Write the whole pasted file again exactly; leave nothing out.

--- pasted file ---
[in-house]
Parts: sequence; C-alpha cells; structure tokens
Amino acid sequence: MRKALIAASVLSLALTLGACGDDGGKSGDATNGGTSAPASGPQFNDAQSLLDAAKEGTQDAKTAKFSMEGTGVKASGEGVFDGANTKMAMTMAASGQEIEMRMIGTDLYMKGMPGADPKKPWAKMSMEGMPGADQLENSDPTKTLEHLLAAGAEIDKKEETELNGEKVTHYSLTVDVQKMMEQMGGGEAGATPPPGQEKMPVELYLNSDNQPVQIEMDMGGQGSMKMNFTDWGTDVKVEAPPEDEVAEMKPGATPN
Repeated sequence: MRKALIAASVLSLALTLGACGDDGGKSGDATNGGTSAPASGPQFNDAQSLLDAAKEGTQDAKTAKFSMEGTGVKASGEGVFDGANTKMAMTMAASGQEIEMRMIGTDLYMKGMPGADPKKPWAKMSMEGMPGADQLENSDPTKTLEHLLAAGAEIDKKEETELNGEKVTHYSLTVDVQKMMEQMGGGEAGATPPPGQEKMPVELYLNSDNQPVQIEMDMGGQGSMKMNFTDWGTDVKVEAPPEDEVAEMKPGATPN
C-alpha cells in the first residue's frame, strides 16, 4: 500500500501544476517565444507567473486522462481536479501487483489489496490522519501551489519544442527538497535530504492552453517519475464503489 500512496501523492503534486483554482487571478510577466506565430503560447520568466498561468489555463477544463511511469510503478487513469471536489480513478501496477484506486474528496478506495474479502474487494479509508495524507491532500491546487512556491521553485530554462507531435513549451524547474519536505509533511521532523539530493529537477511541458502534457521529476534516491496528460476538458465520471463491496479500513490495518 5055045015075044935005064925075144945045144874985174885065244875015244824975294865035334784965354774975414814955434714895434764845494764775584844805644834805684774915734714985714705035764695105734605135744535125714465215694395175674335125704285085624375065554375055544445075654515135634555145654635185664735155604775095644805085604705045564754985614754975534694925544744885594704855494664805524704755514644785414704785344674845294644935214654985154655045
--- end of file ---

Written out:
[in-house]
Parts: sequence; C-alpha cells; structure tokens
Amino acid sequence: MRKALIAASVLSLALTLGACGDDGGKSGDATNGGTSAPASGPQFNDAQSLLDAAKEGTQDAKTAKFSMEGTGVKASGEGVFDGANTKMAMTMAASGQEIEMRMIGTDLYMKGMPGADPKKPWAKMSMEGMPGADQLENSDPTKTLEHLLAAGAEIDKKEETELNGEKVTHYSLTVDVQKMMEQMGGGEAGATPPPGQEKMPVELYLNSDNQPVQIEMDMGGQGSMKMNFTDWGTDVKVEAPPEDEVAEMKPGATPN
Repeated sequence: MRKALIAASVLSLALTLGACGDDGGKSGDATNGGTSAPASGPQFNDAQSLLDAAKEGTQDAKTAKFSMEGTGVKASGEGVFDGANTKMAMTMAASGQEIEMRMIGTDLYMKGMPGADPKKPWAKMSMEGMPGADQLENSDPTKTLEHLLAAGAEIDKKEETELNGEKVTHYSLTVDVQKMMEQMGGGEAGATPPPGQEKMPVELYLNSDNQPVQIEMDMGGQGSMKMNFTDWGTDVKVEAPPEDEVAEMKPGATPN
C-alpha cells in the first residue's frame, strides 16, 4: 500500500501544476517565444507567473486522462481536479501487483489489496490522519501551489519544442527538497535530504492552453517519475464503489 500512496501523492503534486483554482487571478510577466506565430503560447520568466498561468489555463477544463511511469510503478487513469471536489480513478501496477484506486474528496478506495474479502474487494479509508495524507491532500491546487512556491521553485530554462507531435513549451524547474519536505509533511521532523539530493529537477511541458502534457521529476534516491496528460476538458465520471463491496479500513490495518 5055045015075044935005064925075144945045144874985174885065244875015244824975294865035334784965354774975414814955434714895434764845494764775584844805644834805684774915734714985714705035764695105734605135744535125714465215694395175674335125704285085624375065554375055544445075654515135634555145654635185664735155604775095644805085604705045564754985614754975534694925544744885594704855494664805524704755514644785414704785344674845294644935214654985154655045